Hello; The maximum temperature for your processor is 105 °C, the current temperatures of your processor are normal. In the case that the processor exceeds the 105°C of temperature it will shut down the system automatically to prevent any damage. You can check your processor specifications here: http://ark.intel.com/Product.aspx?id=35562
You can try to set the fan to a higher speed so that the temps can be lower. The high temps shouldn't be a real problem, other than the longevity of the CPU isn't motivated by the high temps.
You can use Speedfan or similar to access the internal sensors and adjust the fan speeds (if compatible).
> Hello; The maximum temperature for your processor is 105 °C, the current temperatures of your processor are normal. In the case that the processor
> exceeds the 105°C of temperature it will shut down the system automatically to prevent any damage. You can check your processor specifications here:
Tthis relates to my recent question.
Does this refer to like "instant damange", like the cpu doesn't instantly pick up damange up to that temp?
But what about accumulated tear and decereased lifetime?
Consider a cpu constantly operting at ~ 95C or so, although it works, shouldn't we epxect a drastically shorter lifetime or probability of failure of such design than one hat is cooled to say max 65 at max load?
I've searched the net and rarely does anyone discuss this. I'm not interested if the cpu drops dead if I hit 90C, I want to know if I will reduce the lifetime by doing it - if so - I still would not consider it good practice to run it so hot?
Any more numbers on this would be greatly apprecaited. I'm having a discussing with a designer that seems to suggest that anything below the MAX value is "good" cooling. Now that doesn't make sense to me, and I'd like official intel comments.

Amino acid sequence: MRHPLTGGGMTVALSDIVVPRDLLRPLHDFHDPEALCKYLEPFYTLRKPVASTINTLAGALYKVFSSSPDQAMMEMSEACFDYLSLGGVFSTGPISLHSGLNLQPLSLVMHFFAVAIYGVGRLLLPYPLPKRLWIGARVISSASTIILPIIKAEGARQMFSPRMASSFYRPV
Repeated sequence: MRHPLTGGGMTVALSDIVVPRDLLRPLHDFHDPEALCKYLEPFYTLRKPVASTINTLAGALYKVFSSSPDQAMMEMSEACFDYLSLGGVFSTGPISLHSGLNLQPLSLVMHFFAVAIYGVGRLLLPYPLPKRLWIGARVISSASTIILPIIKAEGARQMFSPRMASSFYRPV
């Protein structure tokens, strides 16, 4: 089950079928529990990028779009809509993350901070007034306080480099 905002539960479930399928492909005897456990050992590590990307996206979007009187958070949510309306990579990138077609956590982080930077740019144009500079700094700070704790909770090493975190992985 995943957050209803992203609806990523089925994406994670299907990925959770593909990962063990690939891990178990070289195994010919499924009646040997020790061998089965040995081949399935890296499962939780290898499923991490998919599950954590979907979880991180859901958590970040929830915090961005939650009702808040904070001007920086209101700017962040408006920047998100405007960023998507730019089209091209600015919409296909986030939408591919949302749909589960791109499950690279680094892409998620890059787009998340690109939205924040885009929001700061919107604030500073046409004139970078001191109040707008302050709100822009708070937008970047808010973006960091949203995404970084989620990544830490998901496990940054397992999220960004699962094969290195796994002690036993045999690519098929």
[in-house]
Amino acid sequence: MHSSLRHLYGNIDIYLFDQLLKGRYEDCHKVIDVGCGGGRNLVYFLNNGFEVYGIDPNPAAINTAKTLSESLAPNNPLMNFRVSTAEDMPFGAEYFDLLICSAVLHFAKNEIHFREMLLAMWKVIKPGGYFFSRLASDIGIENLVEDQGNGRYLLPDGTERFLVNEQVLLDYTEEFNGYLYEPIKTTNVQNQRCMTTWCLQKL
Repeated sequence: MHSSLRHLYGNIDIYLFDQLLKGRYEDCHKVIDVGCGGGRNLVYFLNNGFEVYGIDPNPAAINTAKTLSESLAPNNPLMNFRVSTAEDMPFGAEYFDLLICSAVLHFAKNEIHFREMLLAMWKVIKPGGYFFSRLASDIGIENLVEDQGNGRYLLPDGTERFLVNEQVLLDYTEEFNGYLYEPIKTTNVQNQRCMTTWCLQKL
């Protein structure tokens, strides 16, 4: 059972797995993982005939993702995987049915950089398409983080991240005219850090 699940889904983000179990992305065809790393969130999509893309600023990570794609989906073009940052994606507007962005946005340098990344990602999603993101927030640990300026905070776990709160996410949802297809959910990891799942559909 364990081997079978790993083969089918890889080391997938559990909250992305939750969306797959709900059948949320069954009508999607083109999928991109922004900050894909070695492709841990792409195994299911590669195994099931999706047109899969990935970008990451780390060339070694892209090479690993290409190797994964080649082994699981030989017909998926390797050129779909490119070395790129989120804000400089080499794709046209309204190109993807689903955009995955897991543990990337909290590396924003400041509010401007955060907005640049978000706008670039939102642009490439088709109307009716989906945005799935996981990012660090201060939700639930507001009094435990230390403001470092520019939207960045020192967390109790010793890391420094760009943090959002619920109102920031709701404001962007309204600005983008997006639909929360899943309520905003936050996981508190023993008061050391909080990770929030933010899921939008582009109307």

All the newer generation processor include thermal throttling.
This mean you can't get the CPU too hot. (blow torches excluded!)
Under anything near a normal operational condition, if the CPU \ cooling solution starts getting too hot, the processor will throttle slowing itself down to a cooler operational temp. (you also loose horse power which makes this a bad thing to rely on.) If you manage to get the CPU hot enough, the CPU will assert PROCHOT and shut down completely.
As to the impact of extended operation at higher temp.
This is a discussion that frequently comes up between the System engineers designing the chassis and cooling and the board hardware engineers.
Heat kills and the less heat in any electronic component the better.
The issue I find more often is the other components on the board rather than the CPU / chipsets.
As you note above, The maximum temperature for your processor is 105 °C, BUT, very likly the maximum temp of the capacator sitting above, below or next to the processor is 85 deg C. I susp[ect that extend operation at high temp will likly cause the supporting components to fail lon before the processor starts showing issues.
Thanks for both your responses, it may not have answered the question but thanks for your pointers: I'll try to contact intel. I'm quite sure I skimmed the thermal desgin papers for one of the cpus before and it just contained qualitative information but not the quantification of lifetimes needed for a specific tradeoff choice.
> This is a discussion that frequently comes up between the System engineers designing the chassis and cooling and the board hardware engineers.
Yes, this is the right context of my question. I am discussing with someone who has "solved" the noise problem, but reducing fan speed, and then about temp the argument they use is the "look it's below 105 - which is intels spec - so it's fine". Now that seems like a lame argument ot me and I would like to quantify the impact of the temp increase if possible.
I have some experience in the past where customers have made non-optimal but still obviously "working" mounts that hinder airflow to cpu (but didn't stop it completely of course), and we've seen an increase failure rate of cpu's popping after only 2-3 years on a few units (although that was older type cpus). So I think this is a relevant question to ask. I also understand that due to the long timetime of a cpu it's hard ot make real tests, but probably one can make tests at extreme temperature and maybe extrapolate the lifetime by theory to the normal ranges.